Delete
    8. JATBEGMEL13:58

      @13,03

      They have and they did. JU operated a charter for an agency to PMI with YU-ARA which apparently wasn't as successful as planned. BCN is a scheduled destination, the extra seats JU is offering agencies is less than the capacity of an A319.

      Delete
    9. Anonymous14:40

      It was not PMI, those were supposed to be flights to Italy just before covid if I remember well.

      Delete
    10. Seems to me that Serbians are getting higher salary every year since they travel soo much. What other country in the region has all this charters and filled to the last seat? Plus all schedule flights are sold out to. I believe many tour operators would use 330 but that aircraft is already used to capacity.

      Delete
    11. Anonymous15:19

      Bulgaria, Romania, Hungary, Czech Republic, Poland... are all ahead of Serbia in terms of charter traffic. OTP and SOF even have long-haul charter flights.

      Delete
    12. JATBEGMEL16:42

      @14,40

      It was PMO. My mistake.

      @LaneHotLane

      I'm guessing either you don't live in Serbia or are an SNS member. Very out of touch with reality.

      Croatia, Bulgaria, Romania and Greece all have these charters, including to long haul destinations. Bulgaria also gets winter charters to its ski resorts, something Serbia lost back in 2005 when Thompson removed their Kopaonik program and direct LGW-INI charters. 15 years later, Serbia hasn't attracted foreign winter tourists and charters, which would be great for JU in fighting the seasonality issues it has.

      Salaries have increased, but so has the cost of living. Adjust salaries 10 years ago and the average cost of living to today. Remittances from our expat workers varies between 7-9% of our GDP and has remained at that level for over a decade, regardless of the growth of salaries and GDP. If GDP has grown and foreign remittances have remained at the same level, it means more money from our foreign workers is coming to Serbia each year.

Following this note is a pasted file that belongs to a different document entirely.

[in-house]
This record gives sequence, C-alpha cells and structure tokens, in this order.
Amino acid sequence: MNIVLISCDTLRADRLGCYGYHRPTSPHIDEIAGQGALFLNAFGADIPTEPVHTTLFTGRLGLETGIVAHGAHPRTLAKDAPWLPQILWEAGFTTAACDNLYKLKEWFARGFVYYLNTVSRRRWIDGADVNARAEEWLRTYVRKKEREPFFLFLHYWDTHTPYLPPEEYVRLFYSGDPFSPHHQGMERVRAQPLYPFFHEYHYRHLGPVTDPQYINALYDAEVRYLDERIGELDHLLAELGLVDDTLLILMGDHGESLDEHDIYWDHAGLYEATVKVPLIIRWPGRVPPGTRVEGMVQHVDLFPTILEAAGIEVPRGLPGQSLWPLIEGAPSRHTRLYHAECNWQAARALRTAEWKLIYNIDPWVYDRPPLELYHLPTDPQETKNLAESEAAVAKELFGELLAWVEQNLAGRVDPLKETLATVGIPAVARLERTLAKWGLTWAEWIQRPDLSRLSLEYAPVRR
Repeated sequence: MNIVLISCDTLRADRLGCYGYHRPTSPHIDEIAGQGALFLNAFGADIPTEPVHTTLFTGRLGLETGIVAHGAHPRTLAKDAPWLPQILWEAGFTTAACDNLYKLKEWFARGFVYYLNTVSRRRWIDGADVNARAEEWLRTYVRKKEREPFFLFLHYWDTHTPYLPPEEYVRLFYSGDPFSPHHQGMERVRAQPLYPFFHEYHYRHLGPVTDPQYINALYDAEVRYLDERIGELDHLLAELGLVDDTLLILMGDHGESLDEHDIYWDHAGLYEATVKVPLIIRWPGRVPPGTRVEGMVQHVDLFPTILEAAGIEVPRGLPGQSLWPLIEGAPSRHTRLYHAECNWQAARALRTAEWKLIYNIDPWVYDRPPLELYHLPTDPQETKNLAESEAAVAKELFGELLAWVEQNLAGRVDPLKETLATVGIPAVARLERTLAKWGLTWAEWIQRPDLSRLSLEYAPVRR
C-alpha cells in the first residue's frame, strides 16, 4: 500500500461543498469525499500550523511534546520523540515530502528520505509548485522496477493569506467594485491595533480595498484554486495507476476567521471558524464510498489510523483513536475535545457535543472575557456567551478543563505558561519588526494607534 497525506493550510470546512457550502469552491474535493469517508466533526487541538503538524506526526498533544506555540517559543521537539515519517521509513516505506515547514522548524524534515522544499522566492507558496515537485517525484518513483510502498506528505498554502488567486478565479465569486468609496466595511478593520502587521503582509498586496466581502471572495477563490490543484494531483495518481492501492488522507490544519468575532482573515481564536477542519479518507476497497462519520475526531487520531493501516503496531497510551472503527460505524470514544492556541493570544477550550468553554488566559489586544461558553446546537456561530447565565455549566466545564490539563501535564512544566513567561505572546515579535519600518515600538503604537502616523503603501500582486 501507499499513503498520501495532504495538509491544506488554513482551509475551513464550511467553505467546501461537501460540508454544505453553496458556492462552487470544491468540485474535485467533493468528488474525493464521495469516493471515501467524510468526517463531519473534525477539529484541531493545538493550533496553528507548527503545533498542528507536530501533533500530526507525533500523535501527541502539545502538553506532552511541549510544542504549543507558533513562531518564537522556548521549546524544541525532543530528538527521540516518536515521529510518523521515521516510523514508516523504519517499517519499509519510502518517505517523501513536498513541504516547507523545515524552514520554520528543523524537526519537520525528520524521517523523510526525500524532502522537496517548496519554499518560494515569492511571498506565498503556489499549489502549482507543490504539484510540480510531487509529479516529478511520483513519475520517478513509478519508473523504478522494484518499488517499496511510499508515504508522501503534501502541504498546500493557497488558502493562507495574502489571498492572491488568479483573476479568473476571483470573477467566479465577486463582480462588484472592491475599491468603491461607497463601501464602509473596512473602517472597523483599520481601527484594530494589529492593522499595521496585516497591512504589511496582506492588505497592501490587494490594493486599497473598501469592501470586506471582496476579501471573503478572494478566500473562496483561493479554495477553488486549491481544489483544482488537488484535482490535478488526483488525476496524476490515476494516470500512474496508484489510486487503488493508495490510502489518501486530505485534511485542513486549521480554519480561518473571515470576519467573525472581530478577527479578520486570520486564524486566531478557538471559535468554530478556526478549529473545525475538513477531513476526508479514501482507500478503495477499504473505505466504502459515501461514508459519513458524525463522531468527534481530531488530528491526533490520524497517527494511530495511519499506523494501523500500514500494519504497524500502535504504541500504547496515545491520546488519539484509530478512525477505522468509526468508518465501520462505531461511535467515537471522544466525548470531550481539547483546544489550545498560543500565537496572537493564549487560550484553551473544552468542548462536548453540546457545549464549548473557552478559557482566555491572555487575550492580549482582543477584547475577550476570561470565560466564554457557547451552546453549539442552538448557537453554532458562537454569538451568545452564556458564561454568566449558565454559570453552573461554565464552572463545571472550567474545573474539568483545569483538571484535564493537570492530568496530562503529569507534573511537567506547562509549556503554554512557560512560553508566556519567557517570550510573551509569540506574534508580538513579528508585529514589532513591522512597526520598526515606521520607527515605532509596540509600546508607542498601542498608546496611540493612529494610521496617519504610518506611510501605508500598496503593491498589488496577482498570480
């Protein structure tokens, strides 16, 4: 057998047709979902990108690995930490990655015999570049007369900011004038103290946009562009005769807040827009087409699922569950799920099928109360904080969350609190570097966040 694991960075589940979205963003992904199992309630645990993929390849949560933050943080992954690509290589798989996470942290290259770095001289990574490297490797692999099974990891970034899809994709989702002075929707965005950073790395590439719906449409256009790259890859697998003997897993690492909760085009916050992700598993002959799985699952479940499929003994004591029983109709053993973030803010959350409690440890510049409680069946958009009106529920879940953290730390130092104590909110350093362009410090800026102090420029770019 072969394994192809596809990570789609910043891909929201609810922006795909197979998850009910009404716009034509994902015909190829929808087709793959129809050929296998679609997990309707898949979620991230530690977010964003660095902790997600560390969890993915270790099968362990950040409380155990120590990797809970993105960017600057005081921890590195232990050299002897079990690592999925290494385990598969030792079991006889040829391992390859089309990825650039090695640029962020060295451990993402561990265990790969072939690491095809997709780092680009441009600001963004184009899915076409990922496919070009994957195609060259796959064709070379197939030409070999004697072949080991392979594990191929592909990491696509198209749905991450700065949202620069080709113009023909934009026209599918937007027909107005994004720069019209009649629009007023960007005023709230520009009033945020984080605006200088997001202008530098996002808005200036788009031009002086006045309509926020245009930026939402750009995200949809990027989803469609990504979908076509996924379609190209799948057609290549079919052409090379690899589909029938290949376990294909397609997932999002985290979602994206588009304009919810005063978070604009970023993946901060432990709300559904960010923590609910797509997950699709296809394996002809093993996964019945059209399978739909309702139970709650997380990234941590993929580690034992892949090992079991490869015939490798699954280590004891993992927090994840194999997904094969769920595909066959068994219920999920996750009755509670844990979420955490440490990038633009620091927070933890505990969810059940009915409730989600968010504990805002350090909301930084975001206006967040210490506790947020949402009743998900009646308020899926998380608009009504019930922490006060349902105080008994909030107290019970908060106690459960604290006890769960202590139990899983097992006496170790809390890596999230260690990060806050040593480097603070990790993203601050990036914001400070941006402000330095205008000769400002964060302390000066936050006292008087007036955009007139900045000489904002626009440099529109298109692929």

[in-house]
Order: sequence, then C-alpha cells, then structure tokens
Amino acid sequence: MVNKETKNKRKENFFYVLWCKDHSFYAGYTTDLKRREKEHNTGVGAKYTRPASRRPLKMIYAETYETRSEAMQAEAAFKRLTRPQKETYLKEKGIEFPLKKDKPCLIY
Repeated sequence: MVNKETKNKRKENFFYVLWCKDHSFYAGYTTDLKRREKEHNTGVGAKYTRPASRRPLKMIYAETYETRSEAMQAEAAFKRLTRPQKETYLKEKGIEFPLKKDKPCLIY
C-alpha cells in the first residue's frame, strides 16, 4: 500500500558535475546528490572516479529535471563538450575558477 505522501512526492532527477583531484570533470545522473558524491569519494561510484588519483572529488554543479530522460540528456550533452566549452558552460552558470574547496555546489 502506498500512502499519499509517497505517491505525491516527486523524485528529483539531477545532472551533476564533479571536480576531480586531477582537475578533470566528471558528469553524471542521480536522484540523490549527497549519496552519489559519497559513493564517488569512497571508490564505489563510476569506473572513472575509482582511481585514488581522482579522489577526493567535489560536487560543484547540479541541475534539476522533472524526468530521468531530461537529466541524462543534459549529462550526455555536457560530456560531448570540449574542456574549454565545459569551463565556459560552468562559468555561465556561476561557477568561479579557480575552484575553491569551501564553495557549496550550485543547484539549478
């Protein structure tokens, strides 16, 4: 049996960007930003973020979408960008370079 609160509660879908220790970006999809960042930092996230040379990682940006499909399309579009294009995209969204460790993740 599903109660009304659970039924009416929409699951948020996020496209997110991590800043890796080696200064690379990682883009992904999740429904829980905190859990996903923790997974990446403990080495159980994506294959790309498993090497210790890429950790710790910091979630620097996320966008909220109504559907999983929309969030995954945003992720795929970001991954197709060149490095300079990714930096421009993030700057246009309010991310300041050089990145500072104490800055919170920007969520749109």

Air travel has become cheaper in the mean time with increased competition. Packages have become cheaper making them more accessible for the average Serbian. It is also not uncommon for holiday packages to be sold in installments.

      Scheduled flights are not all sold out. Perhaps certain flights are sold out on select days, but it's very far from reality that every scheduled flight is sold out.

      A330 will only this summer start to be used to capacity with the Sunday rotations to BCN. Previously this wasn't the case.

      Delete
    13. Anonymous16:44

      Can you point out the charter flights from Zagreb?

      A330 is also being used on Zurich flights.

      Delete
    14. Anonymous16:46

      JATBEGMEL

      What he meant was outbound charter demand.

      Delete
    15. Anonymous17:50

      JATBEGMEL, it is not right to count incoming and outgoing charters because LaneHotLanemwas talking about Serbians traveling more. Winter charters in Bulgaria and Summer charters in Croatia and not for domestic population, but tourists.
      You are right about failure to attract any winter tourists in Serbia, which is a shame, but you are not right that standard of living didn't improve in Serbia. certainty it is not equal for everyone, but certainly there are more people/families who can affor holidays in more expensive destinations then Sutomore or Pefkohori.
      And, I am not SNS member!

      Delete
    16. Nemjee17:58